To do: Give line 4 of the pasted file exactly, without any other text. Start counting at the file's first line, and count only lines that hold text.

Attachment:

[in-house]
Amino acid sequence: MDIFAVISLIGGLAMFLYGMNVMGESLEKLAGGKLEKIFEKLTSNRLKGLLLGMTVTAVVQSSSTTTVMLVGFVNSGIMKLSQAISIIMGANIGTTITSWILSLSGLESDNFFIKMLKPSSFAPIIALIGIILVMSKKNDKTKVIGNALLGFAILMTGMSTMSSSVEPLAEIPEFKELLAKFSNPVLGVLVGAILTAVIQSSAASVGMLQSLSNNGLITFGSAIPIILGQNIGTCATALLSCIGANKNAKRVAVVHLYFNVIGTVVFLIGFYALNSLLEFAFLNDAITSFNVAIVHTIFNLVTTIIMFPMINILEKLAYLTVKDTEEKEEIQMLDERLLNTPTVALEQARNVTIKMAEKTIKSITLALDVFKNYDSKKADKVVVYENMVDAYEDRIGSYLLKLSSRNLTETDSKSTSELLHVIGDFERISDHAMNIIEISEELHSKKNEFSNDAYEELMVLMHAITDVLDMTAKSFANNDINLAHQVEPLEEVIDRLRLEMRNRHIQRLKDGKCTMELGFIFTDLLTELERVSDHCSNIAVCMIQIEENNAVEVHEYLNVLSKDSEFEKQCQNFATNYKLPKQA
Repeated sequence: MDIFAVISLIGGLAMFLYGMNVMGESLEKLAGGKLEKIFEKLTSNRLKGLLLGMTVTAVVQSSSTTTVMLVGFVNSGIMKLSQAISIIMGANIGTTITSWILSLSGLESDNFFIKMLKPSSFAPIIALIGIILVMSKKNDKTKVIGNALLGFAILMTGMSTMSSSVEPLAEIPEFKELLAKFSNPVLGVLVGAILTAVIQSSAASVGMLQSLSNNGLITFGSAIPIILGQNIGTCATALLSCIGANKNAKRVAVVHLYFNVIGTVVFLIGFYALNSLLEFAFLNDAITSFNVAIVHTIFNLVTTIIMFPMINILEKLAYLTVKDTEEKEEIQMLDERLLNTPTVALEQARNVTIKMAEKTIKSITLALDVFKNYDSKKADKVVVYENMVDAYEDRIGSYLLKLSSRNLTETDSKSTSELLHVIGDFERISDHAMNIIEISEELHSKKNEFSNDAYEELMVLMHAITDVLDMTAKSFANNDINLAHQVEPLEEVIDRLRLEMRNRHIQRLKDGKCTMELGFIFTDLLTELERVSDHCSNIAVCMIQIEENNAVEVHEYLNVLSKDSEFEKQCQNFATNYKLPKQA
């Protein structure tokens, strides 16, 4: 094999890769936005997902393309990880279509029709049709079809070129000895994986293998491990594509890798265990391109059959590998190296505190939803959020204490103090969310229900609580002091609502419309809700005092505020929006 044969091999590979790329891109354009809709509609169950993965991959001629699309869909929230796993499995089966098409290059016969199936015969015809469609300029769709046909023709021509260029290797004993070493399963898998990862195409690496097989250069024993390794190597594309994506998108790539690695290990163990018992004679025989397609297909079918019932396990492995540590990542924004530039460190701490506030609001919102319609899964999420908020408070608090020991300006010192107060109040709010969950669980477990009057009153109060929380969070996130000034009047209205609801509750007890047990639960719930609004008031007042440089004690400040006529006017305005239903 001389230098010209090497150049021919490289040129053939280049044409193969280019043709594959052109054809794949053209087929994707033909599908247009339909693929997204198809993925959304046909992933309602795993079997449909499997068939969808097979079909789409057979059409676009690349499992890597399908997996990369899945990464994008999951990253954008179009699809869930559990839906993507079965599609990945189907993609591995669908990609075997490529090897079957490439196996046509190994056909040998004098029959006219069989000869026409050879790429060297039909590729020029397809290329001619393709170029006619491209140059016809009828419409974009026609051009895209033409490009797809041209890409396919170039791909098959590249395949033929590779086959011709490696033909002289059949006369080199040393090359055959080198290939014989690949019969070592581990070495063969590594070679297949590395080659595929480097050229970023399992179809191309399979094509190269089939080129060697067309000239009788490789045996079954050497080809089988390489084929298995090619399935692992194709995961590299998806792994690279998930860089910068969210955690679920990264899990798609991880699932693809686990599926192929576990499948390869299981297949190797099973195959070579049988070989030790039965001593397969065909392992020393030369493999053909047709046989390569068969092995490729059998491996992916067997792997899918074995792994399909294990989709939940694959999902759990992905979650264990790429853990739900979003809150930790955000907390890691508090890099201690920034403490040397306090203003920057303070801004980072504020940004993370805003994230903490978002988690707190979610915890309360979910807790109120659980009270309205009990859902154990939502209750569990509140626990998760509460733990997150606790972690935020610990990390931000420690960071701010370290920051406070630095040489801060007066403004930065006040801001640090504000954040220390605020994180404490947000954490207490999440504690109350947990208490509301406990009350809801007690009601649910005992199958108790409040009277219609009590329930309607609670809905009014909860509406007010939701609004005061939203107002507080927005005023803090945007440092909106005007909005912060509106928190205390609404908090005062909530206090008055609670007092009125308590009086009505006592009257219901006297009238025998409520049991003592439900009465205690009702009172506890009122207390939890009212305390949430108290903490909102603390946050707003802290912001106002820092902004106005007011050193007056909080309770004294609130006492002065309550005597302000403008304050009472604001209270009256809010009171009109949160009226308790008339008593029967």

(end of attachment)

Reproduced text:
């Protein structure tokens, strides 16, 4: 094999890769936005997902393309990880279509029709049709079809070129000895994986293998491990594509890798265990391109059959590998190296505190939803959020204490103090969310229900609580002091609502419309809700005092505020929006 044969091999590979790329891109354009809709509609169950993965991959001629699309869909929230796993499995089966098409290059016969199936015969015809469609300029769709046909023709021509260029290797004993070493399963898998990862195409690496097989250069024993390794190597594309994506998108790539690695290990163990018992004679025989397609297909079918019932396990492995540590990542924004530039460190701490506030609001919102319609899964999420908020408070608090020991300006010192107060109040709010969950669980477990009057009153109060929380969070996130000034009047209205609801509750007890047990639960719930609004008031007042440089004690400040006529006017305005239903 001389230098010209090497150049021919490289040129053939280049044409193969280019043709594959052109054809794949053209087929994707033909599908247009339909693929997204198809993925959304046909992933309602795993079997449909499997068939969808097979079909789409057979059409676009690349499992890597399908997996990369899945990464994008999951990253954008179009699809869930559990839906993507079965599609990945189907993609591995669908990609075997490529090897079957490439196996046509190994056909040998004098029959006219069989000869026409050879790429060297039909590729020029397809290329001619393709170029006619491209140059016809009828419409974009026609051009895209033409490009797809041209890409396919170039791909098959590249395949033929590779086959011709490696033909002289059949006369080199040393090359055959080198290939014989690949019969070592581990070495063969590594070679297949590395080659595929480097050229970023399992179809191309399979094509190269089939080129060697067309000239009788490789045996079954050497080809089988390489084929298995090619399935692992194709995961590299998806792994690279998930860089910068969210955690679920990264899990798609991880699932693809686990599926192929576990499948390869299981297949190797099973195959070579049988070989030790039965001593397969065909392992020393030369493999053909047709046989390569068969092995490729059998491996992916067997792997899918074995792994399909294990989709939940694959999902759990992905979650264990790429853990739900979003809150930790955000907390890691508090890099201690920034403490040397306090203003920057303070801004980072504020940004993370805003994230903490978002988690707190979610915890309360979910807790109120659980009270309205009990859902154990939502209750569990509140626990998760509460733990997150606790972690935020610990990390931000420690960071701010370290920051406070630095040489801060007066403004930065006040801001640090504000954040220390605020994180404490947000954490207490999440504690109350947990208490509301406990009350809801007690009601649910005992199958108790409040009277219609009590329930309607609670809905009014909860509406007010939701609004005061939203107002507080927005005023803090945007440092909106005007909005912060509106928190205390609404908090005062909530206090008055609670007092009125308590009086009505006592009257219901006297009238025998409520049991003592439900009465205690009702009172506890009122207390939890009212305390949430108290903490909102603390946050707003802290912001106002820092902004106005007011050193007056909080309770004294609130006492002065309550005597302000403008304050009472604001209270009256809010009171009109949160009226308790008339008593029967």